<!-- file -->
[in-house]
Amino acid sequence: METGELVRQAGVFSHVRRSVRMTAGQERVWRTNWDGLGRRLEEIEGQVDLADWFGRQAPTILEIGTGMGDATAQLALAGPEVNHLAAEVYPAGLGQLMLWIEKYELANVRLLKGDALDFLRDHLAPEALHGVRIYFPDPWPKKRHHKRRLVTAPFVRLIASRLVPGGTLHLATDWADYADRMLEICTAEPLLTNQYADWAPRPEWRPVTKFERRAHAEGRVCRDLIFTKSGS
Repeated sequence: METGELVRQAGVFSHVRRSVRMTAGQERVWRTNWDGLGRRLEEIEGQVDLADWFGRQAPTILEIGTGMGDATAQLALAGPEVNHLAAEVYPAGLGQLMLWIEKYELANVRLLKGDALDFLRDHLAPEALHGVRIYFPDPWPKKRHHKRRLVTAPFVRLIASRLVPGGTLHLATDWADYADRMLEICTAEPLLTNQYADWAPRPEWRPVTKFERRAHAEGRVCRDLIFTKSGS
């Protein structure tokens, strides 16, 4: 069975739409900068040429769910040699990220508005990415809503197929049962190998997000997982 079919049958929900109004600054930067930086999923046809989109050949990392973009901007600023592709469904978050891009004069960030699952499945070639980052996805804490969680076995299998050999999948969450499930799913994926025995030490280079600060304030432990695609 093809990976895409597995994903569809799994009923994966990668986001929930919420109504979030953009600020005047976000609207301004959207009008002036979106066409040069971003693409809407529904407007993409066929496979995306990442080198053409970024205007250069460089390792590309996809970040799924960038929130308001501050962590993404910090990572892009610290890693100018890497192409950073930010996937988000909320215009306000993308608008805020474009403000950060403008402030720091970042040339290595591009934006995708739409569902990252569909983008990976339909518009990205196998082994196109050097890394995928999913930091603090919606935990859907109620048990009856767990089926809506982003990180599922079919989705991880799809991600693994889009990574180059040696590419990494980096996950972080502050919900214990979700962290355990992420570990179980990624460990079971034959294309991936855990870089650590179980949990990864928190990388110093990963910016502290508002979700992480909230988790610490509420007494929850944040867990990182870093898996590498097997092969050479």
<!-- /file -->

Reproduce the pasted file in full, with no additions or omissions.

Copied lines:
[in-house]
Amino acid sequence: METGELVRQAGVFSHVRRSVRMTAGQERVWRTNWDGLGRRLEEIEGQVDLADWFGRQAPTILEIGTGMGDATAQLALAGPEVNHLAAEVYPAGLGQLMLWIEKYELANVRLLKGDALDFLRDHLAPEALHGVRIYFPDPWPKKRHHKRRLVTAPFVRLIASRLVPGGTLHLATDWADYADRMLEICTAEPLLTNQYADWAPRPEWRPVTKFERRAHAEGRVCRDLIFTKSGS
Repeated sequence: METGELVRQAGVFSHVRRSVRMTAGQERVWRTNWDGLGRRLEEIEGQVDLADWFGRQAPTILEIGTGMGDATAQLALAGPEVNHLAAEVYPAGLGQLMLWIEKYELANVRLLKGDALDFLRDHLAPEALHGVRIYFPDPWPKKRHHKRRLVTAPFVRLIASRLVPGGTLHLATDWADYADRMLEICTAEPLLTNQYADWAPRPEWRPVTKFERRAHAEGRVCRDLIFTKSGS
């Protein structure tokens, strides 16, 4: 069975739409900068040429769910040699990220508005990415809503197929049962190998997000997982 079919049958929900109004600054930067930086999923046809989109050949990392973009901007600023592709469904978050891009004069960030699952499945070639980052996805804490969680076995299998050999999948969450499930799913994926025995030490280079600060304030432990695609 093809990976895409597995994903569809799994009923994966990668986001929930919420109504979030953009600020005047976000609207301004959207009008002036979106066409040069971003693409809407529904407007993409066929496979995306990442080198053409970024205007250069460089390792590309996809970040799924960038929130308001501050962590993404910090990572892009610290890693100018890497192409950073930010996937988000909320215009306000993308608008805020474009403000950060403008402030720091970042040339290595591009934006995708739409569902990252569909983008990976339909518009990205196998082994196109050097890394995928999913930091603090919606935990859907109620048990009856767990089926809506982003990180599922079919989705991880799809991600693994889009990574180059040696590419990494980096996950972080502050919900214990979700962290355990992420570990179980990624460990079971034959294309991936855990870089650590179980949990990864928190990388110093990963910016502290508002979700992480909230988790610490509420007494929850944040867990990182870093898996590498097997092969050479």